Bhimtal Birding Trip

Ever since our visit to Corbett, we were keen to visit the region again. Instead of driving to Bhimtal, we decided to take the train route. I was travelling by train after a really long time. The New Delhi station is now an upgraded version, with all platforms clean, clearly marked, most with escalators and with good benches to rest on. Well done Indian Railways! From Kathgodam it was a one and a half hour drive to Bhimtal.

The area has a number of lakes – Bhimtal, Nainital, Sattal, Garudatal and so on. Nainital is the most visited one and has a lot of development all around. Bhimtal, on the other hand is much quieter and smaller – naturally our preference! At Bhimtal, we were staying at Fredy’s Bungalow, which was a treat.

We reached around lunch time. We didn’t have to wait long for our first sighting! Right at the entrance a Red-billed Leiothrix was peeking from a shrub and a Blue-throated Blue Flycatcher was perched on a branch to welcome us. Our guide during the stay was going to be Victor Smetacek, who lives next door to Fredy’s Bungalow (convenient for us!). The Smetacek family has been living in Bhimtal for a number of years. Frederick Smetacek Sr. has done some incredible and pioneering work on Butterflies of the region.


We were excited and itching to go and explore the surroundings. A quick lunch and we were off! Around the lodge is a wooded area, alive with the sound of birds. As soon as we set off we were rewarded with three lifers – Bar-tailed Treecreeper, Grey-headed Canary Flycatcher and the Black-throated Tit! We could hear the Great Barbet but only got a fleeting look. We also spotted the Himalayan Bulbul, Grey Bushchat, Black-throated Tit and the Paradise Flycatcher.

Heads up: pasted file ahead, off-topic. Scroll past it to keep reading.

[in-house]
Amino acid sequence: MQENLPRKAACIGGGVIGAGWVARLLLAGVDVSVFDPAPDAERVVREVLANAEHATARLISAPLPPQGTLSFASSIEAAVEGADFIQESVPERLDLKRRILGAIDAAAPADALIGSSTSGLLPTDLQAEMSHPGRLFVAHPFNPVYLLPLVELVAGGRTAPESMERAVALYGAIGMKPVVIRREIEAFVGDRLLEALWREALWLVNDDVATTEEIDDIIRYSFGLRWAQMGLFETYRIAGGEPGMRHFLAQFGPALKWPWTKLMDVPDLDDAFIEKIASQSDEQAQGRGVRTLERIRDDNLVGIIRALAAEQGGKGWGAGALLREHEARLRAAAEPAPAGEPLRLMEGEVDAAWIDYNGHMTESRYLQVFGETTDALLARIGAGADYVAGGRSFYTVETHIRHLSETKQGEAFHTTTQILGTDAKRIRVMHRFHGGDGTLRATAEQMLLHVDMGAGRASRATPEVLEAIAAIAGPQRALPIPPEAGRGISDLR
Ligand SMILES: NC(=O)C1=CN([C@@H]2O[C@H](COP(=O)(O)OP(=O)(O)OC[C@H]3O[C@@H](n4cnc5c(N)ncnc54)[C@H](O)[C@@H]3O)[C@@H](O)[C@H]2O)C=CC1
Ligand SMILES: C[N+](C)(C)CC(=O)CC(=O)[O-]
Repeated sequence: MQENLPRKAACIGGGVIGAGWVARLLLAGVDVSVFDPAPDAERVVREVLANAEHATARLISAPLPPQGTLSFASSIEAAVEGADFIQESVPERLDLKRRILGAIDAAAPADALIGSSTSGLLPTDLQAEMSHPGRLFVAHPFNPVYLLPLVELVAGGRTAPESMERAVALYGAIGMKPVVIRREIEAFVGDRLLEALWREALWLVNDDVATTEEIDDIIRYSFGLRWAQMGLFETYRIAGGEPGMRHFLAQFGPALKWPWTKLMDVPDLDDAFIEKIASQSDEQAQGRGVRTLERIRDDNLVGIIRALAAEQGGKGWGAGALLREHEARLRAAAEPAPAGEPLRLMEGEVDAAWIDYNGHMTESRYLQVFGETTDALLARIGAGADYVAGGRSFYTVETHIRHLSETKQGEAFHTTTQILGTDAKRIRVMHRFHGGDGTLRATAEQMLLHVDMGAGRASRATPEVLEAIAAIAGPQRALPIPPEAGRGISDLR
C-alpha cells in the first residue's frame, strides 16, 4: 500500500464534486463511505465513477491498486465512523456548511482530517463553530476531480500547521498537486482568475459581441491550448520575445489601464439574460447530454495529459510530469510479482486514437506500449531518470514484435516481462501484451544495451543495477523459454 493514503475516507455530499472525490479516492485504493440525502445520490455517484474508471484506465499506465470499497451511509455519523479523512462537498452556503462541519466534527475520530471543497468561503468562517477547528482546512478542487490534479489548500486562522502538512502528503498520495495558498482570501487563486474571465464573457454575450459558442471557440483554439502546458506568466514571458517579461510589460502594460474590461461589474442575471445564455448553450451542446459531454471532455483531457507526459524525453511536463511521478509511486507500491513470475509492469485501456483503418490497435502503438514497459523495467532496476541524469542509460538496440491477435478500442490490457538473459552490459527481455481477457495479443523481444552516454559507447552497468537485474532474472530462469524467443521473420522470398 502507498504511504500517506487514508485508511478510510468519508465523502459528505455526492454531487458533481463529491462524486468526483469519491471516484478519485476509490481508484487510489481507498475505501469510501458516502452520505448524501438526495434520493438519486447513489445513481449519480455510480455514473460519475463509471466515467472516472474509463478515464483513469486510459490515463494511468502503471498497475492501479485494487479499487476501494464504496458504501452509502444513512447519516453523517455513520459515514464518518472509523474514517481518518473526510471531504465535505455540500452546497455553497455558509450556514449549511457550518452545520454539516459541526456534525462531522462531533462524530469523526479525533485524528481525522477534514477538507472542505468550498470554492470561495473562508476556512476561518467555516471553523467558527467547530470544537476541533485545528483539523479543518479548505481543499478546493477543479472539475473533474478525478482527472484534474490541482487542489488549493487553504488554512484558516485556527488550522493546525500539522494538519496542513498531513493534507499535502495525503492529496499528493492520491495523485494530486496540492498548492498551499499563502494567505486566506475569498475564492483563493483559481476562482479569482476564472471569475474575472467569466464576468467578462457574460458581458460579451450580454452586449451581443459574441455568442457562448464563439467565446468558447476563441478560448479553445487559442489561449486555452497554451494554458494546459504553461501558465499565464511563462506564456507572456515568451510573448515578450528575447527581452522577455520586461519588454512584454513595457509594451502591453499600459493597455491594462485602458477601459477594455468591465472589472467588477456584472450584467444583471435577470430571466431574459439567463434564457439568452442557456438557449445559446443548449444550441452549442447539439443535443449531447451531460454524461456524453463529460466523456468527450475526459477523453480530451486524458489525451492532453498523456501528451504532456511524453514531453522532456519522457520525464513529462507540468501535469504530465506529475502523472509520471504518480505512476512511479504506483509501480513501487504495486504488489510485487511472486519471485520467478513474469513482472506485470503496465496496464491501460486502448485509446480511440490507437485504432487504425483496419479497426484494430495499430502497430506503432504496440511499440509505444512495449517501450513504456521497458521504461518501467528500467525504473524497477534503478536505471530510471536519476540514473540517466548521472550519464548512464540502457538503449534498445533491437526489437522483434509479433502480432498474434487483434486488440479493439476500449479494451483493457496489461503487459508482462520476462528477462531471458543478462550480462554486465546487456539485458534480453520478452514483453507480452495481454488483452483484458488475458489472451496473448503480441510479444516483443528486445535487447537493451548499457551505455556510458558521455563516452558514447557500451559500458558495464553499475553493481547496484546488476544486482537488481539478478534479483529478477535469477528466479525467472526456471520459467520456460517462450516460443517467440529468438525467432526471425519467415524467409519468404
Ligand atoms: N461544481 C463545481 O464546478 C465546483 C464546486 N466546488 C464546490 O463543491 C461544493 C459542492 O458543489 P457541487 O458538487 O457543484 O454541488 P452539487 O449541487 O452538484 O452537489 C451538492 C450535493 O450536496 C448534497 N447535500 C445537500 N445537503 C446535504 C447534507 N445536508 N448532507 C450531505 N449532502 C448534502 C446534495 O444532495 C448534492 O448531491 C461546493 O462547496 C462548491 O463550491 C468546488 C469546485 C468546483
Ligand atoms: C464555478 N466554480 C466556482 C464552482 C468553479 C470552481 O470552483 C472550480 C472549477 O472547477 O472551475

Great Tit

Although it rained at night, it was a clear and crisp morning. We drove to Sattal, a photographer’s delight we were told. It lived upto its’ reputation – as soon as we reached we spotted the Indian Broadbill! Words cannot describe the beauty of this bird. However, we were disappointed as the Broadbill pair decided to quickly retreat to their nest, thereby depriving us of the opportunity to capture any images.

In the photographers world, people are very familiar with the ‘studio area’ in Sattal. I think I wasn’t really sure of what I was expecting to see as the ‘studio area’. Well, it is just that – an ingenious studio set in the backdrop of nature. While the area primarily has tall trees, there is a clearing and a ‘Tal’ further down. In the clearing is little stream that runs down and joins the larger water body. Photographers, at their innovative best, have recreated a lovely perch on the stream that works as a great prop for the feathered models! The studio area also follows the sun. In the morning the photographers are stationed on one side of this perch, with the sunlight behind them. In the evening the entire lot moves to the other side so that the sun is again behind them, thereby making for good images! It’s all quite scientific! Like others, we too sat down to await the arrival of the birds. The waiting provided an opportunity to discuss cameras and bird photography. However, the birds didn’t seem to be in a mood to oblige us. We decided to walk further down the path into the woods.


Orange-headed Thrush

Almost immediately we came across the Paradise Flycatcher mesmerizing us with its’ beautiful swirling long tail. We saw a number of birds – Black-lored Tit, Green-backed Tit, Orange-headed Thrush, Black-throated Sunbird, Oriental Magpie Robin, Red-billed Blue Magpie, Asian Brown Flycatcher, Blue-capped Rock Thrush, Tickell’s Thrush, Common Kingfisher, Spotted Dove. This was one place where there were plenty of Common Kingfishers around. Having walked the entire paved way, it was time for hot paranthas and tea by the roadside dhabha.


Asian Paradise Flycatcher


Common Kingfishers

Back at the Bungalow, after a brief rest, we walked around the area. We had been hearing the Great Barbet since our arrival but had not yet had a proper sighting. As we walked around, much to our surprise, a Great Barbet swooped down onto a branch, presenting us with a full view of its’ spectacular colours. My friend and I couldn’t believe our luck!


Great Barbet